Viva la Transición! — inspired by Bojan Stojčić’s eponymous artwork in Sarajevo — opens with a consideration of the “aesthetics of encounter” framing a new understanding of the developing political sphere: polymorphous rather than unidimensional; more “flux” and less “form”; and increased autonomy rather than control. Mutations typify those periods in which obsolete institutional forms are erased while an emergent society attempts to make its way. At such times there is, therefore, a gap between past and future which itself reminds us that there is a need to reconsider “transition” both in concept, in meaning and in application.
Against this background, we argue, first, that transition — characterised by instability, movement, alterations and ruptures — becomes the rule of any society, not exclusively of that of “transitional societies.” And, secondly, away from the sequencing theorised in democratisation studies (e.g. accommodation, liberalisation, transition, consolidation), transition points tentatively – beyond the post-Wall period – to a new era characterised by a drive, a movement that empowers a society creatively to self-constitute. In a ceaseless participatory process, each polity assembles, adjusts, fabricates and constructs itself as society. Instead of disenchantment and collapse, “democratic indetermination” and the “politics of dwelling” are the factors which shape a truly effective and open democracy. Transition, therefore, as uncharted journey in the land of democracy.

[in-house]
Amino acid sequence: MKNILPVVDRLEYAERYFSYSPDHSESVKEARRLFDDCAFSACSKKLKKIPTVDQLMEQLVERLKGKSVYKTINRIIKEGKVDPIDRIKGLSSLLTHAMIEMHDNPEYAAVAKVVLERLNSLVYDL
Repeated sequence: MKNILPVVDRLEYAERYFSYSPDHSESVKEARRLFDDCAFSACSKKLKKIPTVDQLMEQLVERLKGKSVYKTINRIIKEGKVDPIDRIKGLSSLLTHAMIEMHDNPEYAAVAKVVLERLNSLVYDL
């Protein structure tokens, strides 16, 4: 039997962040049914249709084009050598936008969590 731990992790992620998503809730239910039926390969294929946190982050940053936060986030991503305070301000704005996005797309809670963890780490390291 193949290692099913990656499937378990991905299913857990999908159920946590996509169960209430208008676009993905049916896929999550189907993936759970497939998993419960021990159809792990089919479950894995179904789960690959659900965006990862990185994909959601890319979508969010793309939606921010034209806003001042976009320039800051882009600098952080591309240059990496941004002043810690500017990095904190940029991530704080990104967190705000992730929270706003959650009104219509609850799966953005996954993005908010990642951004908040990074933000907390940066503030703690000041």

In the context of an entrapped Europe, currently experiencing de-consolidation, de-Europeanization and de-democratization, the view of the author is that there is a need for paradigm change, prompted by a new understanding of the post-1989 period, by the magnitude of the change in the new world order and by Europe’s own multi-layered, polycentric nature.
The recent book of Solioz (2020) has dealt with the difficult issue of the Europeanization in Western Balkans, but also the framework of the complex EU history, investigating the recent East-Central European developments at length and through in-depth analysis. […] It is a very timely approach with great empathy for the regional idiosyncrasies combined with the wider view of the European developments as a wake-up call in the book that the EU has to be reinvented in the management of the triple crisis [socio-economic crisis, climate crisis and covid 19 crisis].
Attila Ágh, Awaking Europe in the Triple Global Crisis. The Birth Pangs of the Emerging Europe (Cheltenham: Edward Elgar Publishing, 2021, p. 126)